Try Our Apps
Dictionary.com

follow Dictionary.com

The Best Internet Slang

nonchalant

[non-shuh-lahnt, non-shuh-lahnt, -luh nt] /ˌnɒn ʃəˈlɑnt, ˈnɒn ʃəˌlɑnt, -lənt/
adjective
1.
coolly unconcerned, indifferent, or unexcited; casual:
His nonchalant manner infuriated me.
Origin of nonchalant
1725-1735
1725-35; < French nonchalant, present participle of obsolete nonchaloir to lack warmth (of heart), be indifferent, equivalent to non- non- + chaloir < Latin calēre to be warm. See -ant
Related forms
nonchalantly, adverb
Synonyms
cool, calm, collected, composed.
Antonyms
excitable.
Dictionary.com Unabridged
Based on the Random House Dictionary, © Random House, Inc. 2017.
Cite This Source
Examples from the Web for nonchalant
Contemporary Examples
Historical Examples
  • The doctor's manner, quick and nonchalant, evidently aggravated his patient.

    The Slave Of The Lamp Henry Seton Merriman
  • But the old hero had been nonchalant and calm about the whole thing.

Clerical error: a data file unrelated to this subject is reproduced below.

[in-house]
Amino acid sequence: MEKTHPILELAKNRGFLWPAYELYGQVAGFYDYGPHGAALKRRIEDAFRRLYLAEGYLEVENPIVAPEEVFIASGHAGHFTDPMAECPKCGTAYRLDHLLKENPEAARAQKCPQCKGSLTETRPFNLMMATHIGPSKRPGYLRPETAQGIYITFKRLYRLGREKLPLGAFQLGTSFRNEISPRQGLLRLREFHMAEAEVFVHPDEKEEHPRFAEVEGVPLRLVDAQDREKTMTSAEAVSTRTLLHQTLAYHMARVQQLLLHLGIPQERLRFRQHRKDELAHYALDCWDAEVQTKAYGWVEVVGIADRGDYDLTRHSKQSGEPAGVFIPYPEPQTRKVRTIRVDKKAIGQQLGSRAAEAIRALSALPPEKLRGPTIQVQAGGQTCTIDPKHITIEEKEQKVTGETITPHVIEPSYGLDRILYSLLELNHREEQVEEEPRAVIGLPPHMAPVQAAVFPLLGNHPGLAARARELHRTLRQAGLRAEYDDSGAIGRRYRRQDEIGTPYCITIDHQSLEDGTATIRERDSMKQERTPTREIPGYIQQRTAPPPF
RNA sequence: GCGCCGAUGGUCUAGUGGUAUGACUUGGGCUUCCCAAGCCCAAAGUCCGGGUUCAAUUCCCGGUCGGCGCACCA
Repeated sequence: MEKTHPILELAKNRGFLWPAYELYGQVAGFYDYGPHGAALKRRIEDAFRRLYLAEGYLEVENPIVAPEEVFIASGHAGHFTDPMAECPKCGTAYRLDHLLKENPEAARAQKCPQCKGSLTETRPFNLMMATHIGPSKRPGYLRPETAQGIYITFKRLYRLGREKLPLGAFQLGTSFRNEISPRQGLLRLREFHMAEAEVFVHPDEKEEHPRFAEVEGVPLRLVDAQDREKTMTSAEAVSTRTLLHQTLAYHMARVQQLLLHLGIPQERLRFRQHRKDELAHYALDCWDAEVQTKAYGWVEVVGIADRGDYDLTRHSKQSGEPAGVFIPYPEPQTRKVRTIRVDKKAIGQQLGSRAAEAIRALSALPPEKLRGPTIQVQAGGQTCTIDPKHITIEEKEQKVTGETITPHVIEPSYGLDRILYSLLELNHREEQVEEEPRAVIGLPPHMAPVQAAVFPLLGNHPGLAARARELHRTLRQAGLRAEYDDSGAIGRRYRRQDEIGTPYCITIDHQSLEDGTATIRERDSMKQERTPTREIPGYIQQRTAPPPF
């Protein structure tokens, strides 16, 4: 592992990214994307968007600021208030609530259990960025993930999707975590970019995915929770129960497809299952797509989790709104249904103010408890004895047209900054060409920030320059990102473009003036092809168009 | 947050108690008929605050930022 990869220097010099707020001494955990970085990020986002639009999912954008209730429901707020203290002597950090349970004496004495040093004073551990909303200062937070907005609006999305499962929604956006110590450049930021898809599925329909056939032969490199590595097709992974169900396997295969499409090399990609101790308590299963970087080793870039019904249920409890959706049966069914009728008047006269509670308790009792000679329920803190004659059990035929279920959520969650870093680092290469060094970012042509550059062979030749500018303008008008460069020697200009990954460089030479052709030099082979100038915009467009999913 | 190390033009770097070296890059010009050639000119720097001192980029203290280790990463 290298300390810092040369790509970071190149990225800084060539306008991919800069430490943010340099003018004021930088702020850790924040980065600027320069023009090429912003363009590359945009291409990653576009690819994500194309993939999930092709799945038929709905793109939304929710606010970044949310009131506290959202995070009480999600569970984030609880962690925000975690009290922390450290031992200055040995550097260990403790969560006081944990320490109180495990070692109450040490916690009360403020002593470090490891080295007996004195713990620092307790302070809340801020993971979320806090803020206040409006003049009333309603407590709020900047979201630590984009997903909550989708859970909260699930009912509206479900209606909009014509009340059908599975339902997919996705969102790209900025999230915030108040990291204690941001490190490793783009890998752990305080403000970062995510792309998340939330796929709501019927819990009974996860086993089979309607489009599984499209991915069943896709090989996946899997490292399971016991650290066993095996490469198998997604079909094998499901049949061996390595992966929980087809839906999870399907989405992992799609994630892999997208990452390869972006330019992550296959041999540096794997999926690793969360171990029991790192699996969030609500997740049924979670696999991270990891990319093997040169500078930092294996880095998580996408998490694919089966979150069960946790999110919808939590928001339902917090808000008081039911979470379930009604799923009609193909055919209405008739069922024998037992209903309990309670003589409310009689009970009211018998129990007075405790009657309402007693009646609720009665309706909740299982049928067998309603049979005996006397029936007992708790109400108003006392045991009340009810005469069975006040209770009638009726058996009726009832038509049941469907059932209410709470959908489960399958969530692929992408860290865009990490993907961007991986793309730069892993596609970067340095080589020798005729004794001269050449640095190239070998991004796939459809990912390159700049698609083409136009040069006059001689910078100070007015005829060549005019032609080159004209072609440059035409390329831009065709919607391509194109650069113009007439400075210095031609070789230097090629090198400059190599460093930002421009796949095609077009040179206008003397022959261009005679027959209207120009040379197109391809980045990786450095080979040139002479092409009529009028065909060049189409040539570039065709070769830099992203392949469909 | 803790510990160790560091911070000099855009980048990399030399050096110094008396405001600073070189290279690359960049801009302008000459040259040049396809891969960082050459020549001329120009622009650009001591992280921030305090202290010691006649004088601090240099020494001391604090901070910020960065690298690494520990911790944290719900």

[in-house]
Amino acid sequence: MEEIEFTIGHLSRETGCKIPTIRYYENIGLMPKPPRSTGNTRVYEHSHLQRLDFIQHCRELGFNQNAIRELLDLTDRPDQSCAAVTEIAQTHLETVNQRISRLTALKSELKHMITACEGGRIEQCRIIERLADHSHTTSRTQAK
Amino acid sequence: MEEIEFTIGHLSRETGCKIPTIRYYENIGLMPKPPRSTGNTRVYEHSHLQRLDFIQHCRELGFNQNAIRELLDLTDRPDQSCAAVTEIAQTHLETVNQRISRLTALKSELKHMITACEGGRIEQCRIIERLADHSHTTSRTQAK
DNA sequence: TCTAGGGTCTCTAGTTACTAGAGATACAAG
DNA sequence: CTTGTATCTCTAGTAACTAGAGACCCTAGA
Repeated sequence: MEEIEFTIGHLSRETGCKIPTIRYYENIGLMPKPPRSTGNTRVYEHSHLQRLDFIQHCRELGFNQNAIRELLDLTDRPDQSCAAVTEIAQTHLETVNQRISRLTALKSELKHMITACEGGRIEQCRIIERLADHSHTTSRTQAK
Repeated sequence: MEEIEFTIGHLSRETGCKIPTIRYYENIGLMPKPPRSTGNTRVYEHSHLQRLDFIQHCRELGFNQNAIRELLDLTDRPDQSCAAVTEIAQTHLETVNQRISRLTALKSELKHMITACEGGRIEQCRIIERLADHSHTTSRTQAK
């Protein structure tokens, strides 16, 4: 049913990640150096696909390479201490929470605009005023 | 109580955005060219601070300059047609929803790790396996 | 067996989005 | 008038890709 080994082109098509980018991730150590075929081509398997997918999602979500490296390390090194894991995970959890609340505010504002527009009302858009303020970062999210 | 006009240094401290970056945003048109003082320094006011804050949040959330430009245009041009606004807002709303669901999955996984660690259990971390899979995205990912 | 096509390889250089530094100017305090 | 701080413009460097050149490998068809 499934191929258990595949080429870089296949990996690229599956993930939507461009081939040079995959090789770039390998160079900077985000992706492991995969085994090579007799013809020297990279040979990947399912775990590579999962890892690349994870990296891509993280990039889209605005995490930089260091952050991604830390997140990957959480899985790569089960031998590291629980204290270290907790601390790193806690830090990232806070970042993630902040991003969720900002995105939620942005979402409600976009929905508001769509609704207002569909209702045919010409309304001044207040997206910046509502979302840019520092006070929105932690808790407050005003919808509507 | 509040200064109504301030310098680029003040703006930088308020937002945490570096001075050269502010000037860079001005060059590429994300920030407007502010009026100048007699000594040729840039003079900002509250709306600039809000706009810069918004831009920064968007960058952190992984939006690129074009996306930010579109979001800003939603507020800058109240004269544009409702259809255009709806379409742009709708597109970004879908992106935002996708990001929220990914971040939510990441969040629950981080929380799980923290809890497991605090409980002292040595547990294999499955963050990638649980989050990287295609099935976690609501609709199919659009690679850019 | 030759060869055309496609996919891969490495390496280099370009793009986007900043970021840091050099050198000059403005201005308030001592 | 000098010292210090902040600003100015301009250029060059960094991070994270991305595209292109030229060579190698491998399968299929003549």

Acid Bath Vaseleos Garson
  • This other's nonchalant strength of decision allured her uncertainty.

    The Flying Mercury Eleanor M. Ingram
  • Blunt had calmed down suddenly and assumed a nonchalant pose.

    The Arrow of Gold Joseph Conrad
  • Then he turned a nonchalant glance towards McVeigh, and waited.

    The Bondwoman Marah Ellis Ryan
British Dictionary definitions for nonchalant

nonchalant

/ˈnɒnʃələnt/
adjective
1.
casually unconcerned or indifferent; uninvolved
Derived Forms
nonchalance, noun
nonchalantly, adverb
Word Origin
C18: from French, from nonchaloir to lack warmth, from non- + chaloir, from Latin calēre to be warm
Collins English Dictionary - Complete & Unabridged 2012 Digital Edition
© William Collins Sons & Co. Ltd. 1979, 1986 © HarperCollins
Publishers 1998, 2000, 2003, 2005, 2006, 2007, 2009, 2012
Cite This Source
Word Origin and History for nonchalant
adj.

1734, from French nonchalant, present participle of nonchaloir "be indifferent to, have no concern for" (13c.), from non- "not" (see non-) + chaloir "have concern for," ultimately from Latin calere "be hot" (see calorie). French chaland "customer, client" is of the same origin. Related: Nonchalantly.

Online Etymology Dictionary, © 2010 Douglas Harper
Cite This Source

Word of the Day

Difficulty index for nonchalant

Many English speakers likely know this word

Word Value for nonchalant

15
19
Scrabble Words With Friends

Nearby words for nonchalant